Green Tea Snow Skin Mooncake

The original recipe for this mooncake was based on Amanda’s recipe for Snow Skin Moon Cake and Ja’s Green Tea Moon Cake. I didn’t have any fried glutinous rice flour available so I used Lily’s recipe for a home made one with just a minor change.

To make home made fried glutinous rice flour or KOH FUN:

1. Bake flour in the oven for 10 minutes at 350 degrees.
2. Place baked flour in a bowl and steam for 1/2 hour.
3. Remove and put in a microwable glass bowl . Microwave on high 1 minute at a time until slightly brown. My one pound bag of glutinous rice flour took 3 minutes, stirring every 1 minute to make sure flour does not burn.

To make Snow Skin:

3/4 cup Koh fun or fried glutinous rice flour
1 tbs green tea powder
1/2 cup powdered sugar (OR 3/4 cup Splenda + 2 tbs cornstarch)
1/3 cup vegetable shortening or butter
120 ml cold water

Directions:
1. Sift Koh Fun, powdered sugar and green tea powder into a mixing bowl.
2. Add shortening into the flour mixture and rub until it resembles coarse bread crumbs
3. Gradually add in cold water a little at a time until a soft dough forms.
4. Let sit for 20 minutes before using.

To make Filling:

2 cups black beans soaked overnight in enough water to cover
1/2 cup Splenda
1/3 cup oil or melted butter
water

Directions:
1. Wash and drain soaked beans.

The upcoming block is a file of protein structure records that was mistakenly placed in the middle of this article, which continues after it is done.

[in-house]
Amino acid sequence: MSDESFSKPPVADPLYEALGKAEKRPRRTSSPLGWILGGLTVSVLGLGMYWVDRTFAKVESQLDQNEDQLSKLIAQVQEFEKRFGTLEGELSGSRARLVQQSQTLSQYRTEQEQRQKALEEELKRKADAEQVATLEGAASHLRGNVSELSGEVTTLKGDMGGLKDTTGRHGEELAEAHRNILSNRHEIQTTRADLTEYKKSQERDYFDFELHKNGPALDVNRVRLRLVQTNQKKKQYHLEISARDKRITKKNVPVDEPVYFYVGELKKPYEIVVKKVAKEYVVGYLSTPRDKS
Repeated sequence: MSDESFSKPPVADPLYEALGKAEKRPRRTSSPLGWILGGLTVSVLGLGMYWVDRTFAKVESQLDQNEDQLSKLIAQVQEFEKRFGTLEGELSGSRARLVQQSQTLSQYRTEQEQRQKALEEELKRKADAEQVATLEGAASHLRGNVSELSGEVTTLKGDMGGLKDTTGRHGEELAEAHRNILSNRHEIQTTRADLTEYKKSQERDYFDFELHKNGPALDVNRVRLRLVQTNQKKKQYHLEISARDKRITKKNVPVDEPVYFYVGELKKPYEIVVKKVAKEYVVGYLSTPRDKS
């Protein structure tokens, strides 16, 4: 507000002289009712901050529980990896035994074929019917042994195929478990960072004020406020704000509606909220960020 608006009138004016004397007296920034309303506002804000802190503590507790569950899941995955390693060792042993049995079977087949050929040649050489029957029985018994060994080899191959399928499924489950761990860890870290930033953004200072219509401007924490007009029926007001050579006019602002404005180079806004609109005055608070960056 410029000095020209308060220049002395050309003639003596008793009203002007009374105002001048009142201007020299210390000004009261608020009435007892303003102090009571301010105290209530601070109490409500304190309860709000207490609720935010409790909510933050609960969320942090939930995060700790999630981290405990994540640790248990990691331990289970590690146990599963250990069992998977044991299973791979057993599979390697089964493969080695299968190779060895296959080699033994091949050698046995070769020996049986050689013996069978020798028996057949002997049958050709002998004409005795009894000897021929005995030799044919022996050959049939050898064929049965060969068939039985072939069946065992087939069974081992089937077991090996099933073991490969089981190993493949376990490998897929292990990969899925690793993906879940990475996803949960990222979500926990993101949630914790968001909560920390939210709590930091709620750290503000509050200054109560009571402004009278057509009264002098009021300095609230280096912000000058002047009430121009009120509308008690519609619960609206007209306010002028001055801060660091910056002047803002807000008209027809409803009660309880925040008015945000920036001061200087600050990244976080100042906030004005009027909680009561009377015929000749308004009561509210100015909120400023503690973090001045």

2. Boil in enough water until tender.
3. Mash (using food processor or blender or hand blender) until it is the consistency of mashed potatoes or paste.
4. Heat oil in wok or pan (non-stick is better). Add bean paste and sugar. Fry until dry, adding more oil if required. Cool before using.
5. Roll into balls big enough to cover your moon cake mould.

Assembling your moon cake:

1. Wrap each portion of filling with a portion of snow skin.
2. Press into mooncake mould.
3. Knock out and chill before serving.

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» The Duo Dishes said: { Feb 27, 2009 - 03:02 }

Never heard of mooncake before. This is the one with golden syrup?

» virtual chef said: { Feb 27, 2009 - 08:02 }

Mooncakes are Chinese pastries traditionally eaten during the Mid-Autumn Festival. And it uses syrup that is usually made a year in advance. But in a bind, golden syrup works very well! This snowskin mooncake does not use the syrup but the traditional one does. Here is a link to one of the best ones I have seen ( and learned how to make!) : http://auntyyochana.blogspot.com/2008/08/traditional-lotus-paste-mooncakes.html

» JoŇ°ko said: { Feb 1, 2011 - 07:02 }

If you ask me the best teas are from Japan, like sencha, macha…


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